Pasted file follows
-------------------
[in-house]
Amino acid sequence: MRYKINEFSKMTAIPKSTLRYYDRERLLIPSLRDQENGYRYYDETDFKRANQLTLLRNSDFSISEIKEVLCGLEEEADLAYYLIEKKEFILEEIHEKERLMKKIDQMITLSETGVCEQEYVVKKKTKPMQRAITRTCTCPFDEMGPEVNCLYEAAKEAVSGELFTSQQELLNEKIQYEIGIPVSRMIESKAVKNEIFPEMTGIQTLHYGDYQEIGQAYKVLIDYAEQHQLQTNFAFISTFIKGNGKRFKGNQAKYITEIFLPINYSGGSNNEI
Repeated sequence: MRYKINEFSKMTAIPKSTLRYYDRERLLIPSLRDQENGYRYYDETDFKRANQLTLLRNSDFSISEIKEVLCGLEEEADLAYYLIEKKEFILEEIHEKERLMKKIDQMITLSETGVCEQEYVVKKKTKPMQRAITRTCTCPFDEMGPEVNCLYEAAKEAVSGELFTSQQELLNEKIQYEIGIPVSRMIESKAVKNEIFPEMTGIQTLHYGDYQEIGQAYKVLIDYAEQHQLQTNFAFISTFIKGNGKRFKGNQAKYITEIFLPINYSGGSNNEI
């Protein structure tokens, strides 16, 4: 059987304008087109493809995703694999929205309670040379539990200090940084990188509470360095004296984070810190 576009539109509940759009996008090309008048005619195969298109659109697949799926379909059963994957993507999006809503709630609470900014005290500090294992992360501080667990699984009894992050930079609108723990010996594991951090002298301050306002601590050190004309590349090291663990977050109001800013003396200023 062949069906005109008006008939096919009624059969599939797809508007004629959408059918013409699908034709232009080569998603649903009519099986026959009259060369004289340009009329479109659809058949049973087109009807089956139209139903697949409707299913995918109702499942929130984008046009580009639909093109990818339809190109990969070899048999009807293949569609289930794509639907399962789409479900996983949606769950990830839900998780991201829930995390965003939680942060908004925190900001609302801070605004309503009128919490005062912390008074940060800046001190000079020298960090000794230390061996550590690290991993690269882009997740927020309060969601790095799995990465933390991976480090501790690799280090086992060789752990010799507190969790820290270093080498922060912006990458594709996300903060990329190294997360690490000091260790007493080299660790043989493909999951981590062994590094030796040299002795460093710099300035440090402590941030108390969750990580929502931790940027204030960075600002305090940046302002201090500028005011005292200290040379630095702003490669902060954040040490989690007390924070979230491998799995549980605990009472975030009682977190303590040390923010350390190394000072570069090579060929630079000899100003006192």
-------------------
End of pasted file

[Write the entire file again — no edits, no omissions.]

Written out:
[in-house]
Amino acid sequence: MRYKINEFSKMTAIPKSTLRYYDRERLLIPSLRDQENGYRYYDETDFKRANQLTLLRNSDFSISEIKEVLCGLEEEADLAYYLIEKKEFILEEIHEKERLMKKIDQMITLSETGVCEQEYVVKKKTKPMQRAITRTCTCPFDEMGPEVNCLYEAAKEAVSGELFTSQQELLNEKIQYEIGIPVSRMIESKAVKNEIFPEMTGIQTLHYGDYQEIGQAYKVLIDYAEQHQLQTNFAFISTFIKGNGKRFKGNQAKYITEIFLPINYSGGSNNEI
Repeated sequence: MRYKINEFSKMTAIPKSTLRYYDRERLLIPSLRDQENGYRYYDETDFKRANQLTLLRNSDFSISEIKEVLCGLEEEADLAYYLIEKKEFILEEIHEKERLMKKIDQMITLSETGVCEQEYVVKKKTKPMQRAITRTCTCPFDEMGPEVNCLYEAAKEAVSGELFTSQQELLNEKIQYEIGIPVSRMIESKAVKNEIFPEMTGIQTLHYGDYQEIGQAYKVLIDYAEQHQLQTNFAFISTFIKGNGKRFKGNQAKYITEIFLPINYSGGSNNEI
């Protein structure tokens, strides 16, 4: 059987304008087109493809995703694999929205309670040379539990200090940084990188509470360095004296984070810190 576009539109509940759009996008090309008048005619195969298109659109697949799926379909059963994957993507999006809503709630609470900014005290500090294992992360501080667990699984009894992050930079609108723990010996594991951090002298301050306002601590050190004309590349090291663990977050109001800013003396200023 062949069906005109008006008939096919009624059969599939797809508007004629959408059918013409699908034709232009080569998603649903009519099986026959009259060369004289340009009329479109659809058949049973087109009807089956139209139903697949409707299913995918109702499942929130984008046009580009639909093109990818339809190109990969070899048999009807293949569609289930794509639907399962789409479900996983949606769950990830839900998780991201829930995390965003939680942060908004925190900001609302801070605004309503009128919490005062912390008074940060800046001190000079020298960090000794230390061996550590690290991993690269882009997740927020309060969601790095799995990465933390991976480090501790690799280090086992060789752990010799507190969790820290270093080498922060912006990458594709996300903060990329190294997360690490000091260790007493080299660790043989493909999951981590062994590094030796040299002795460093710099300035440090402590941030108390969750990580929502931790940027204030960075600002305090940046302002201090500028005011005292200290040379630095702003490669902060954040040490989690007390924070979230491998799995549980605990009472975030009682977190303590040390923010350390190394000072570069090579060929630079000899100003006192």